I read with interest, then, that the Directors of the CUAC are looking to raise money and continue operations in Salt Lake, without the support that made their operation possible in Ephraim (see our October 8 post). This could be a good thing; it’s hard to look with disfavor on any attempt to expand the world of art in our comparatively art-poor nation. But there is a difference between an innovative approach to the cultivation of art and just another group knocking at the door of public funding. Central Utah has decisively shown that there is not enough of a constituency there for what the CUAC tried to do. Urban Utah, on the other hand, arguably already has all the New Art venues it needs. UMOCA, UMFA, Finch Lane, and Art Access do a yeoman job of presenting current trends, backed up by any number of private spaces. Perhaps the time has come for taking stock. This may be time for a community discussion of the needs and opportunities for a free-roving arts organization. In glass art, one of the phenomena I covered was a group of young artist-guerrillas who called themselves The B-Team. Eventually, they melted away, but for a time they were guaranteed to appear from time to time and shake things up. Maybe the CUAC is destined to become Utah’s B-Team. Maybe that’s too tame a projection, and they will eventually become the leading force in a Utah renaissance. Or maybe one day we’ll wake up and realize we haven’t heard from them lately.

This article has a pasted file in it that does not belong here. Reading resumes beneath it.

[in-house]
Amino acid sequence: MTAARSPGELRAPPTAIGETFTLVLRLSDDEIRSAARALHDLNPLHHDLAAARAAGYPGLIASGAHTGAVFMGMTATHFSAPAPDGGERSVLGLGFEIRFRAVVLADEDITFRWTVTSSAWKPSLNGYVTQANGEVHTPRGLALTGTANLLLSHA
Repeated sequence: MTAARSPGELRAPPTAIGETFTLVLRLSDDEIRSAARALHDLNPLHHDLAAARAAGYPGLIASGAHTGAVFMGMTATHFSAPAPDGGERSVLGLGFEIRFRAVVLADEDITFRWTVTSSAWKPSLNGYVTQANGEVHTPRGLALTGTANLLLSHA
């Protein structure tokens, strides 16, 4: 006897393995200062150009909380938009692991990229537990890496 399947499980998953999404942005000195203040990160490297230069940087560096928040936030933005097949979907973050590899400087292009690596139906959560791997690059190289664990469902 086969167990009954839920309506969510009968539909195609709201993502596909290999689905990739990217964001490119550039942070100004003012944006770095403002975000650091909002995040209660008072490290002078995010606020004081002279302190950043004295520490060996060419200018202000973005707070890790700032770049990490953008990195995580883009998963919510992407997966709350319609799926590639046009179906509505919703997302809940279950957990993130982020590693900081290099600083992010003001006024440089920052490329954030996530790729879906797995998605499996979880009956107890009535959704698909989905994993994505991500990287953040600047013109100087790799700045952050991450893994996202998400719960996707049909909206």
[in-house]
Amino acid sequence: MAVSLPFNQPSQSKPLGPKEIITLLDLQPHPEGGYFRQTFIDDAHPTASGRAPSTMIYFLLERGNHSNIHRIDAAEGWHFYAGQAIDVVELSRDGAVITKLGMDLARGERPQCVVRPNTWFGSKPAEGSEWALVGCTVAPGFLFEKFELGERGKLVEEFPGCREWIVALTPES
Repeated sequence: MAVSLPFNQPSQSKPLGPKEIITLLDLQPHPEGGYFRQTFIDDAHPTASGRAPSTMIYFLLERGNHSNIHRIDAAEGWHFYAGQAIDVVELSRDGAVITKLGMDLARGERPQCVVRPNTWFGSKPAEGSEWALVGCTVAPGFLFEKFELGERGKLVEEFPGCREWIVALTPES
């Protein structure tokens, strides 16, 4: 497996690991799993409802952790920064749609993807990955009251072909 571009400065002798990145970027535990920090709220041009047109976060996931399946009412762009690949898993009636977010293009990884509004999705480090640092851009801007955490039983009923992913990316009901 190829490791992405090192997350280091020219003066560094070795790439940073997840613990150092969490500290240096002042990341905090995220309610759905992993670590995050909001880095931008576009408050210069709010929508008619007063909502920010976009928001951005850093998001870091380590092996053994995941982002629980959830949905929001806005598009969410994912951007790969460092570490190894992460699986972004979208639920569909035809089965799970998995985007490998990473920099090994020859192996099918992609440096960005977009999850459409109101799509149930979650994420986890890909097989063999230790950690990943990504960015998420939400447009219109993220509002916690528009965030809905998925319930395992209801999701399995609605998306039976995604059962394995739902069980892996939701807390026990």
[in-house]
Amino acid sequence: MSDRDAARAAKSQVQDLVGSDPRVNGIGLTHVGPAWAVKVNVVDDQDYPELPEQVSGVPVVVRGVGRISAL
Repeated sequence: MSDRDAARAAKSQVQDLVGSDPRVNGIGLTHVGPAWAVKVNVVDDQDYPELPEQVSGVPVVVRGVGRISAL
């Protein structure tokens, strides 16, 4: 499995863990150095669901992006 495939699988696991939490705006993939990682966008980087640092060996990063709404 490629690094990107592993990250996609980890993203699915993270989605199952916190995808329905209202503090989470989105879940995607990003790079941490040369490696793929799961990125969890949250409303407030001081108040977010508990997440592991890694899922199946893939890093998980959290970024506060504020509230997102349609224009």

Whatever happens, the Central Utah Art Center story will always retain elements of satisfaction and disappointment: paths to pleasure and roads not taken. The CUAC owns a piece of Utah’s art history that cannot be erased. Looking back over the years, there can be no question that it’s an authentic bit of Utah lore.
Geoff Wichert has degrees in critical writing and creative nonfiction. He writes about art to settle the arguments going on in his head.